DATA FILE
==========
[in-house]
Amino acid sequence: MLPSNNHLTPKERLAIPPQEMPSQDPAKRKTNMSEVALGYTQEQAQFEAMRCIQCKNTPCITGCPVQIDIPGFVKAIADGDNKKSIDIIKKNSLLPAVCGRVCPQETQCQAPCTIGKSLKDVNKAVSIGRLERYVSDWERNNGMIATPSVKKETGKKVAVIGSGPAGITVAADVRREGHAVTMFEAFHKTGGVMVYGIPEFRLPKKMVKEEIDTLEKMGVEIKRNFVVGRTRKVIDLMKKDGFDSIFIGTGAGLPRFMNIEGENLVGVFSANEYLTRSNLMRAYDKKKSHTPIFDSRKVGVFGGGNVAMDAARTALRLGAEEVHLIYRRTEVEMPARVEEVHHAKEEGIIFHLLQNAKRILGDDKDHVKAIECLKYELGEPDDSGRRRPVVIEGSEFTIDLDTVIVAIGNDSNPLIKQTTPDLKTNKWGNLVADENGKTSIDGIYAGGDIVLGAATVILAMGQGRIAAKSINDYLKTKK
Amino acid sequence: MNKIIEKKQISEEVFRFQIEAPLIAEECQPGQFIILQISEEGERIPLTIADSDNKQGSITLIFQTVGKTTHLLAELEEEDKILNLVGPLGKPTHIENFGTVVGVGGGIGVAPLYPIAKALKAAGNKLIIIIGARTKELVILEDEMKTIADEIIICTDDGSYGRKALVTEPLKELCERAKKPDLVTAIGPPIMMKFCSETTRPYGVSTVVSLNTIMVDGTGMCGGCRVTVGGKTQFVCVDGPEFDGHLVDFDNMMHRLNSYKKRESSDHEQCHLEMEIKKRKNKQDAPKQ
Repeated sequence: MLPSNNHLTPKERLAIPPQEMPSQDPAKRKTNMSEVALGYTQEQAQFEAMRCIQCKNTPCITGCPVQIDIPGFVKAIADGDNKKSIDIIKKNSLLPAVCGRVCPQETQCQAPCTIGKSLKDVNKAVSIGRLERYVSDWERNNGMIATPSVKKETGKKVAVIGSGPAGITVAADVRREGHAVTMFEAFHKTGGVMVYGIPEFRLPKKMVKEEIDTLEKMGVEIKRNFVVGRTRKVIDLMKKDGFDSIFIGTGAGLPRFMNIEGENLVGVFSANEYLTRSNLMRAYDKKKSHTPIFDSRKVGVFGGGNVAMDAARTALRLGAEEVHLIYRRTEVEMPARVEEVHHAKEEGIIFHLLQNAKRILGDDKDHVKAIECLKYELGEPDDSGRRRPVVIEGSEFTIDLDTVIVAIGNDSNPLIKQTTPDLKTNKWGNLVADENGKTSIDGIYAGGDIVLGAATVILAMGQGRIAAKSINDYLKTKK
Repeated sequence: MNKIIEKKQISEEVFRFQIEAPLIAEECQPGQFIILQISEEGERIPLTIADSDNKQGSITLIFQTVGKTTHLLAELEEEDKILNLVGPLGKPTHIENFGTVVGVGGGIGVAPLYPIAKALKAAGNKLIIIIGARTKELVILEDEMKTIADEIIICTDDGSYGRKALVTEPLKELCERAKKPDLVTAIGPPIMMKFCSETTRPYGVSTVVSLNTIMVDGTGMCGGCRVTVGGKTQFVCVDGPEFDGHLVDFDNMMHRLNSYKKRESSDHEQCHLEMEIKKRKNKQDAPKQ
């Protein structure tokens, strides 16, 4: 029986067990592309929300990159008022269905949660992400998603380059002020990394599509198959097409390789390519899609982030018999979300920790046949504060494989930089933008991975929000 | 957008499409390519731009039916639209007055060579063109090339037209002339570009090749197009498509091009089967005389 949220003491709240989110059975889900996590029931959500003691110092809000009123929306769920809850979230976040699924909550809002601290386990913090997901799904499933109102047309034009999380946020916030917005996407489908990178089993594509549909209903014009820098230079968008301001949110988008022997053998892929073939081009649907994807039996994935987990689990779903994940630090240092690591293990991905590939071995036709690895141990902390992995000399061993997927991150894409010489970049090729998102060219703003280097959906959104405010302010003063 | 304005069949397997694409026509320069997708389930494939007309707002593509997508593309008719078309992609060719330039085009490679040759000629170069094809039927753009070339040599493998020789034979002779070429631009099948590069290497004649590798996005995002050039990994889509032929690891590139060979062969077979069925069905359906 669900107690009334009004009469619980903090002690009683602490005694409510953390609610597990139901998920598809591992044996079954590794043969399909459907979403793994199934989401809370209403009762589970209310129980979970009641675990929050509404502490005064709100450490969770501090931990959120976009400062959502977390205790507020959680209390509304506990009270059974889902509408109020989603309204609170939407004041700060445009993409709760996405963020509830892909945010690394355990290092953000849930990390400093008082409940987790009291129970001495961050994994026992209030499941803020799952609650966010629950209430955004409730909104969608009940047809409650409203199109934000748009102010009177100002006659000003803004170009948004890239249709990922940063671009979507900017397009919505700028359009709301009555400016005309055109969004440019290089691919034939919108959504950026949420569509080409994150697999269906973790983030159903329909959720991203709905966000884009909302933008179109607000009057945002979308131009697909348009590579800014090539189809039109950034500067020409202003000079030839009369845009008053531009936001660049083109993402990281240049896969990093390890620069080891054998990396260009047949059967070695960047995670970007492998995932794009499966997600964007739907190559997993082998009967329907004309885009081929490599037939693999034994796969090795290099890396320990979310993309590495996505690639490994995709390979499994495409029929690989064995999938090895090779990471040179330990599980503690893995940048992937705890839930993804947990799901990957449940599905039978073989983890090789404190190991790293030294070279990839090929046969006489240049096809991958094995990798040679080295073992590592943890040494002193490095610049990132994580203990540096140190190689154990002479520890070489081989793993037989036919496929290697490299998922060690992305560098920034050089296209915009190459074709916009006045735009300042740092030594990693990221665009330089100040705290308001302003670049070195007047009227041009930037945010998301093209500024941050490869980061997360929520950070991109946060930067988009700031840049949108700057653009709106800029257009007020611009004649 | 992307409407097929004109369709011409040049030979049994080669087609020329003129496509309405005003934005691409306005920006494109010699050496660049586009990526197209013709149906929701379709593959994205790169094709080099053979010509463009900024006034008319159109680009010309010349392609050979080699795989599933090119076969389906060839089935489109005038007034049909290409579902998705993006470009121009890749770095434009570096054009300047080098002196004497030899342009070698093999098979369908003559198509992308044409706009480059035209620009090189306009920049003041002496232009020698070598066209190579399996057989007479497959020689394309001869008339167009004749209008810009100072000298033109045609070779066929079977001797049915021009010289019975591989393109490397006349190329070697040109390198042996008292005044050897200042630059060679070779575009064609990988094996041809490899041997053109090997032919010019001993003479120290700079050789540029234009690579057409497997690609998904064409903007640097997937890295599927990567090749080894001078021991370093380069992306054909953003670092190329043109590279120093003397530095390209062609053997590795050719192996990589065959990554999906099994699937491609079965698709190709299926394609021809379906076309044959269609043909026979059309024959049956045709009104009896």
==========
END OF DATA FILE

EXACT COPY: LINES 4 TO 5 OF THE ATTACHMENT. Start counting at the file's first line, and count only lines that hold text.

Repeated sequence: MLPSNNHLTPKERLAIPPQEMPSQDPAKRKTNMSEVALGYTQEQAQFEAMRCIQCKNTPCITGCPVQIDIPGFVKAIADGDNKKSIDIIKKNSLLPAVCGRVCPQETQCQAPCTIGKSLKDVNKAVSIGRLERYVSDWERNNGMIATPSVKKETGKKVAVIGSGPAGITVAADVRREGHAVTMFEAFHKTGGVMVYGIPEFRLPKKMVKEEIDTLEKMGVEIKRNFVVGRTRKVIDLMKKDGFDSIFIGTGAGLPRFMNIEGENLVGVFSANEYLTRSNLMRAYDKKKSHTPIFDSRKVGVFGGGNVAMDAARTALRLGAEEVHLIYRRTEVEMPARVEEVHHAKEEGIIFHLLQNAKRILGDDKDHVKAIECLKYELGEPDDSGRRRPVVIEGSEFTIDLDTVIVAIGNDSNPLIKQTTPDLKTNKWGNLVADENGKTSIDGIYAGGDIVLGAATVILAMGQGRIAAKSINDYLKTKK
Repeated sequence: MNKIIEKKQISEEVFRFQIEAPLIAEECQPGQFIILQISEEGERIPLTIADSDNKQGSITLIFQTVGKTTHLLAELEEEDKILNLVGPLGKPTHIENFGTVVGVGGGIGVAPLYPIAKALKAAGNKLIIIIGARTKELVILEDEMKTIADEIIICTDDGSYGRKALVTEPLKELCERAKKPDLVTAIGPPIMMKFCSETTRPYGVSTVVSLNTIMVDGTGMCGGCRVTVGGKTQFVCVDGPEFDGHLVDFDNMMHRLNSYKKRESSDHEQCHLEMEIKKRKNKQDAPKQ